“The use of the stun cuff was objectively unreasonable under the circumstances,” admitted a former Maryland judge who put 50,000 volts through a criminal defendant who wouldn’t shut up. The former judge pleaded guilty to a civil rights violation and is now a former judge. Excuse me, but since when is it illegal to torture detainees in this country? “Force may not be used in the absence of danger,” some U.S. attorney who apparently hates America was quoted as saying.
The same former judge was suspended in 2010 after he pleaded guilty to slashing the tires of a cleaning woman’s car after she parked in his space. But he was reinstated after just five days, I assume on the grounds that it was surely a one-time lapse in judgment.
You know, there’s nothing illegal about carrying around a bag containing passports, offshore-account records, a foreign citizenship application, and several bulletproof vests. Of course, if you get caught with that bag the day before you’re supposed to report for a six-year prison sentence, everybody’s going to jump to conclusions. That’s just the reality of it.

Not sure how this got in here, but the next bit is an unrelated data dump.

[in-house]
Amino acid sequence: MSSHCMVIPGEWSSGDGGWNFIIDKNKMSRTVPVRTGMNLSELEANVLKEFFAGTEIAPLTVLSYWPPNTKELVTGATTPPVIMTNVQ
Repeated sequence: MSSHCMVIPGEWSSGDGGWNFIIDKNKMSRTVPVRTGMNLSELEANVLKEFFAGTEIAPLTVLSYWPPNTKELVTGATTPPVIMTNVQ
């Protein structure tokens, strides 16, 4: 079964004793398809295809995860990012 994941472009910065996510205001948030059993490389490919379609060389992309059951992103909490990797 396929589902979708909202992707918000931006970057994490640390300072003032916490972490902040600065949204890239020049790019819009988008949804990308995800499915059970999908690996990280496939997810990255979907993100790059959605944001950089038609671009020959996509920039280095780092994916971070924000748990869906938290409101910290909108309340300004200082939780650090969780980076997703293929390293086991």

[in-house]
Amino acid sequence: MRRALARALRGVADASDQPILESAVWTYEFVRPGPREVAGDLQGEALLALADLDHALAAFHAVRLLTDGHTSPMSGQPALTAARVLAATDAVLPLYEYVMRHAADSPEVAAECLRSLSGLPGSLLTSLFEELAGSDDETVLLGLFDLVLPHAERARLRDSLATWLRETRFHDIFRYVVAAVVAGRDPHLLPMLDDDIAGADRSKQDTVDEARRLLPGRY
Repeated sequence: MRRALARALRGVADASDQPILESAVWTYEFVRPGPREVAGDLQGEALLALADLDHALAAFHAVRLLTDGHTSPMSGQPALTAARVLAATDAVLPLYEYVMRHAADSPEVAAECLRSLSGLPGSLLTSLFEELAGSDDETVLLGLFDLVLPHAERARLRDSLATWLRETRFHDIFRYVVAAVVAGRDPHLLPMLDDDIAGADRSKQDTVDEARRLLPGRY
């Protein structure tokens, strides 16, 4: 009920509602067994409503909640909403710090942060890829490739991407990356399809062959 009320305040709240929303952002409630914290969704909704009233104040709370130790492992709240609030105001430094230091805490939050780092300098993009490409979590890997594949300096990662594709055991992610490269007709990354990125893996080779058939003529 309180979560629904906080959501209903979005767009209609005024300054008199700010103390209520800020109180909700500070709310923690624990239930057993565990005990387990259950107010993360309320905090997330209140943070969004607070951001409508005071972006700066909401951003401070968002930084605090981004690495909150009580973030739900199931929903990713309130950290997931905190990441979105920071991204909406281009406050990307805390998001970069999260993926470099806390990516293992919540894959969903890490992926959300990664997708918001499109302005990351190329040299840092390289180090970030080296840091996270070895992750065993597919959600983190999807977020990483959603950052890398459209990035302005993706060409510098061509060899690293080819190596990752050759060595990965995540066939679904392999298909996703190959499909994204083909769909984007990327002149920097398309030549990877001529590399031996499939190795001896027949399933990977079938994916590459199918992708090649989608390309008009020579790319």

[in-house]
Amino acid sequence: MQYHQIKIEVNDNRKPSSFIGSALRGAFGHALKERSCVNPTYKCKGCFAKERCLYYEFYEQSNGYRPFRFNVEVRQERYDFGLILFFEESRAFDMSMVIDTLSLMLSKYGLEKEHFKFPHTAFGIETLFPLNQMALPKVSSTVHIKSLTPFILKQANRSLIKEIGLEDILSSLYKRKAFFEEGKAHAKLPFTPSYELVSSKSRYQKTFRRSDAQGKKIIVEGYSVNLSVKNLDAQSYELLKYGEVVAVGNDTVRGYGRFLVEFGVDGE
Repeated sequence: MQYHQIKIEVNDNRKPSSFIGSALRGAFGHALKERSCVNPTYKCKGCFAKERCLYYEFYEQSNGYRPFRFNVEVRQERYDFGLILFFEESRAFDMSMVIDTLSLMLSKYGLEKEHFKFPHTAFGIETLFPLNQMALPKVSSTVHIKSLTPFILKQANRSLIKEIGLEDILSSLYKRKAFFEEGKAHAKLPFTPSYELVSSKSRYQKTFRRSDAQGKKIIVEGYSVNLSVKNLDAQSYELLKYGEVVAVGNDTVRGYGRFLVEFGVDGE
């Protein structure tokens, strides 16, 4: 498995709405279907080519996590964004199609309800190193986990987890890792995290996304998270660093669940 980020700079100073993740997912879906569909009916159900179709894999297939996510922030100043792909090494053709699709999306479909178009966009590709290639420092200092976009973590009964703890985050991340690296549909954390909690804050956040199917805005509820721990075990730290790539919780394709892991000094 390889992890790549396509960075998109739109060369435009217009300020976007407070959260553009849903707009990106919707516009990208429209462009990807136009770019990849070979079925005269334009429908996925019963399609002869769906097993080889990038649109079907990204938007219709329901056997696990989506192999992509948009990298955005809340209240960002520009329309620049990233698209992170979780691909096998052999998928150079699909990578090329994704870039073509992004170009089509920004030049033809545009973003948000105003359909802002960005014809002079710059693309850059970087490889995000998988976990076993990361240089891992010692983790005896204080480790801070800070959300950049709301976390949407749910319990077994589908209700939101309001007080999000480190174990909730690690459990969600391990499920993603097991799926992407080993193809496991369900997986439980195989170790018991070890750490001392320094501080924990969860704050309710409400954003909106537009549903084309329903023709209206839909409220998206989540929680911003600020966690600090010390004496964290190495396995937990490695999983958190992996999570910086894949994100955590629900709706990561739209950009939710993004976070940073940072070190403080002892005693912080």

Memorize this sentence: “You can’t tell me someone [his/her] age has never seen a picture of a ______ on the internet.” Now use that sentence if you and/or your client are ever charged with sending a picture of a ______ to someone of the relevant age. It isn’t easy to define “pornography,” I think the saying goes, but you know it when you see it or if you saw it on the internet before I showed it to you then it wasn’t that by then.